A 'Top Chef' Cruise? A 'Duck Dynasty' Barcalounger? How Reality TV Is Cashing In
Unscripted programs are finding novel ways to build more recognition and revenue in arenas once reserved for cartoons, scripted hits and celebrities.
This story first appeared in the Oct. 25 issue of The Hollywood Reporter magazine.
If you want viewers to really experience your brand, put them on a boat for four days. That's what Top Chef did in April when it sent a Celebrity cruise ship filled with 1,950 fans (each of whom shelled out between $749 and $5,999 for the experience) and 14 former contestants (and one THR reporter) drifting through the Caribbean. A first for Bravo's Emmy-winning culinary competition -- which began its 11th season Oct. 2 -- the event quickly sold out thanks to the promise of cooking lessons, autograph signings and catering from the celebrity chefs.
"We always felt like there was more that could be done with Top Chef," says executive producer Dan Cutforth, who, with Magical Elves partner Jane Lipsitz, brought the idea for the cruise to WME, where it was packaged and pitched to the network. "The brand has really come to mean something with foodies."
It's just one example of reality TV's increasingly lucrative brand tie-ins, an arena once reserved for cartoons, scripted hits and breakout personalities like Bethenny Frankel and the Kardashian family. The Robertson family of A&E's Duck Dynasty now is prepping a weekend at sea of its own, and a Dancing With the Stars cruise leaves Miami for seven days in January.
For Top Chef, the maiden voyage -- which featured fans running laps with All-Stars winner Richard Blais, dancing until 2 a.m. to the beats of DJ (and Top Chef Master) Hubert Keller and watching live showdowns modeled after the series' Quickfire challenges -- is just the tip of a branding behemoth. Bravo is cashing in on the show's culinary cachet by licensing the Top Chef name, and reaping most of the financial benefits, with a line of cutlery, a wine label and a collection of frozen meals. Most of those partnerships sprung out of deals with the series' advertisers, Healthy Choice among them.
"We always hesitate because we get a lot of interest in using Top Chef, and our only anxiety is around quality control," says Bravo and Oxygen Media president Frances Berwick. "With the frozen meals, we hired a food consultant and did numerous tastings in the office. We're not necessarily experts, but we know what tastes good and what fits with the brand."
The addition of the Top Chef entrees helped grow sales for food giant ConAgra when the Healthy Choice line launched nearly two years ago, but the show's retail footprint is dwarfed by Duck Dynasty's growing empire.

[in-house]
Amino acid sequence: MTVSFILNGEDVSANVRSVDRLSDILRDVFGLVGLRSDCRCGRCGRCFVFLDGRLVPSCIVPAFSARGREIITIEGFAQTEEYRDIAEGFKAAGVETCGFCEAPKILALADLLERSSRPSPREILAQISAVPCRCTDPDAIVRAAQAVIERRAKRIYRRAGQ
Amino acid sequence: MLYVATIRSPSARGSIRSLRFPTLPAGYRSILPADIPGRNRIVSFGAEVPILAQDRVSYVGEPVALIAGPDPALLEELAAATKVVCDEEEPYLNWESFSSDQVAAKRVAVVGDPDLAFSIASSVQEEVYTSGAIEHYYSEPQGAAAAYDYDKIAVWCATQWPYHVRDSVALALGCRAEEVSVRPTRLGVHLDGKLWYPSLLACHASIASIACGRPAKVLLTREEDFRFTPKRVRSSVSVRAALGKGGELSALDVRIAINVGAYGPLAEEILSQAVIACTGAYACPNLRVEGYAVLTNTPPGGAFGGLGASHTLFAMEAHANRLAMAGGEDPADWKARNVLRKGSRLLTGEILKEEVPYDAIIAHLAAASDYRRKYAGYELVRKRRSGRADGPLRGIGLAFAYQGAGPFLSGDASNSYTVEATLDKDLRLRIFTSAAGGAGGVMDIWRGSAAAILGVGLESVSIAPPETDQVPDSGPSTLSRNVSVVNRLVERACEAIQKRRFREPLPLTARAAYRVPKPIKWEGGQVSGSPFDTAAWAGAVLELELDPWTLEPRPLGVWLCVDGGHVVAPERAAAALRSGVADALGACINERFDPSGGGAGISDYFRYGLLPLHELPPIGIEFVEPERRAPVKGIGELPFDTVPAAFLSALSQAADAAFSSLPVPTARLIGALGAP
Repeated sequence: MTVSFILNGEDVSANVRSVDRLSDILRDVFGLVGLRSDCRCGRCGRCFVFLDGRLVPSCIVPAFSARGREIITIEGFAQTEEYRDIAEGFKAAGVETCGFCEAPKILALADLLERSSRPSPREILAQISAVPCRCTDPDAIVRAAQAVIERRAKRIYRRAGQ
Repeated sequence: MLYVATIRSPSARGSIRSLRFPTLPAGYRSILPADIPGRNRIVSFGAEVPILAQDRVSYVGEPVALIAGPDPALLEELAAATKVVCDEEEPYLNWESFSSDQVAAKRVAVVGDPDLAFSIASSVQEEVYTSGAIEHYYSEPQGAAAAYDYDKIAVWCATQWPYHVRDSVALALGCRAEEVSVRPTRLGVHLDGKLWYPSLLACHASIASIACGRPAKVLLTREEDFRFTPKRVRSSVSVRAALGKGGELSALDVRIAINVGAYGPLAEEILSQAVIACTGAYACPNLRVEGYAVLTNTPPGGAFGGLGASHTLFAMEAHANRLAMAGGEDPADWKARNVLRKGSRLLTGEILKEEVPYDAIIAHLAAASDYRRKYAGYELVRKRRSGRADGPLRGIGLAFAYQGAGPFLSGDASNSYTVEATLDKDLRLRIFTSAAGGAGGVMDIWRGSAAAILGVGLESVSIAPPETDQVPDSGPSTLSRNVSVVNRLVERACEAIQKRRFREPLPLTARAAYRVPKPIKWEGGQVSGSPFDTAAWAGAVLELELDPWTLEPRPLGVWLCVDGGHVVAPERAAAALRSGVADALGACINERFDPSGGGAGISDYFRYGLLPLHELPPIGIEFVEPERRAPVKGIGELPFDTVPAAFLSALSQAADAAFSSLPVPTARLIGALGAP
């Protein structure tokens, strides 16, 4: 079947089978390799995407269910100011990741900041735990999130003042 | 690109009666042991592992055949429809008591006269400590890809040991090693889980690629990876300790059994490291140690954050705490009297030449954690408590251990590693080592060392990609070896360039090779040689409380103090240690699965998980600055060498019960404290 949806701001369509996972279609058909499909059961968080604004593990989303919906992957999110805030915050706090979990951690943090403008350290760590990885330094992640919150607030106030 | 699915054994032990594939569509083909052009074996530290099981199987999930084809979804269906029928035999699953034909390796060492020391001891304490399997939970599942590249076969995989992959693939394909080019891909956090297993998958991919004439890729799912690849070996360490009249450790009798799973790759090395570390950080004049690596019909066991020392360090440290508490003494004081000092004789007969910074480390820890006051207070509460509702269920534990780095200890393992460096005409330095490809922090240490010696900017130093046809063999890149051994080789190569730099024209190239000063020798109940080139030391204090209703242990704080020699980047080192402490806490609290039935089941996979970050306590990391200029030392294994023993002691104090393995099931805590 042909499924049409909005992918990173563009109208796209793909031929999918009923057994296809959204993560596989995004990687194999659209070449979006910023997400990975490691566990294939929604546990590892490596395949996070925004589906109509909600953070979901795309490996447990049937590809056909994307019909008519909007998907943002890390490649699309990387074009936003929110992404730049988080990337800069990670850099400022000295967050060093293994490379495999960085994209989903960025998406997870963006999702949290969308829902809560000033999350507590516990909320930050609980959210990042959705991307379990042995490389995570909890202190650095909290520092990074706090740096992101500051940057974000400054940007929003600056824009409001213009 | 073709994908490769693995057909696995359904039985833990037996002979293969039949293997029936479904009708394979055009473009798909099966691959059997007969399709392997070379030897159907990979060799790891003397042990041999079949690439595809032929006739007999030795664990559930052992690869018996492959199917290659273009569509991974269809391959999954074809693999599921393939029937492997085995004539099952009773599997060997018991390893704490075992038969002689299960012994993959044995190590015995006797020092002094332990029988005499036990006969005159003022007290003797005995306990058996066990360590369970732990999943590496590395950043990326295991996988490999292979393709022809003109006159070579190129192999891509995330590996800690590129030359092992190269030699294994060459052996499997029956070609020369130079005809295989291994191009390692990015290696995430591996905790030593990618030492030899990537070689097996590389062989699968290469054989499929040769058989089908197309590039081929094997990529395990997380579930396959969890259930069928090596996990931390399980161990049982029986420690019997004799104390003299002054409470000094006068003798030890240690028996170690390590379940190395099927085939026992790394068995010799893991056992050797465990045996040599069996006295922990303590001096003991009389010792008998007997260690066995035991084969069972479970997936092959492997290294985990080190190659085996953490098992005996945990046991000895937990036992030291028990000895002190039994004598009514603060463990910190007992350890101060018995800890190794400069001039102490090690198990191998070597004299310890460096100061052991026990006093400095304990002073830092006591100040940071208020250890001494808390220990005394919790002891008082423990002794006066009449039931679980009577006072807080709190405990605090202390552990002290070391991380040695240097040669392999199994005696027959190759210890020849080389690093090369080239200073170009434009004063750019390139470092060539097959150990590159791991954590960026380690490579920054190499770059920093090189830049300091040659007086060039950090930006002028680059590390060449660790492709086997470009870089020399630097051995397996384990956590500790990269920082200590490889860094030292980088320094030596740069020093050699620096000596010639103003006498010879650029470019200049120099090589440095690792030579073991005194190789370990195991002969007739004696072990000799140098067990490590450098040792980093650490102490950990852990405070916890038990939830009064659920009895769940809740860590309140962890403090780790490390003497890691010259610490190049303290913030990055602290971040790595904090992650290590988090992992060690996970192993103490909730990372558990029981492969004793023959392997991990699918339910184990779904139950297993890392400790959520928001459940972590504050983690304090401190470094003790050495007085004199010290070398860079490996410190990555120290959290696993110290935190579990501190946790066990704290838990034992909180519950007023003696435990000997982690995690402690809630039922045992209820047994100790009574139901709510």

Shut out of the Robertsons' pre-existing Duck Commander brand of duck calls and hunting gear that made them millionaires, A&E was eager to cash in on the series' formidable name recognition. (Cable's second-biggest series next to The Walking Dead, it returned in August to 11.8 million viewers.)
A&E worked out a profit-sharing partnership on sales of branded products in its contract with the Robertsons (neither side will reveal details). As a result, the Duck Dynasty name now is plastered on apparel, antibacterial bandages, costumes for people (and dogs) and even an $899.95 camouflage recliner.
"These product extensions just show what a serious player unscripted is in the entertainment space," says A&E executive vp marketing Guy Slattery, who would not comment on how many recliners the network has moved. "The great thing for us was that the Robertsons already had an existing relationship with retailers," he adds.
Walmart, which this fall combined all Duck Dynasty products in a branded aisle in many locations, joins Target, Macy's, JCPenney, Lowe's, Cabela's and Bass Pro on the list of stores pushing Duck Dynasty nationwide.
For brands reluctant to put their name on T-shirts, Halloween costumes or flavored butters, there are more niche opportunities. OWN recently announced a six-week online course tied to its flagship series Oprah's Lifeclass. For $79.99, the course promises to extend the network's self-help mantra by helping viewers overcome insecurities. It's the first effort of its kind for the young cable net.
OWN expects big engagement despite the experimental nature of the class. Some 620,000 viewers recently registered their contact information for the gratis "Meditation Challenge" with Oprah Winfrey and Deepak Chopra. "When Oprah puts her name on [something], it gives it instant credibility," says OWN co-president Erik Logan, "because Oprah doesn't put her name on things."
In that respect, Winfrey remains in a class of her own. Most in the unscripted sphere remain happy selling where they can. Top Chef judge Tom Colicchio, admittedly skeptical of the cruise, capped off the four-day trip by singing and playing guitar for the fans who packed the Lido deck. He says, "It's still hard for me to wrap my head around the fact that 2,000 people agreed to do it with us."
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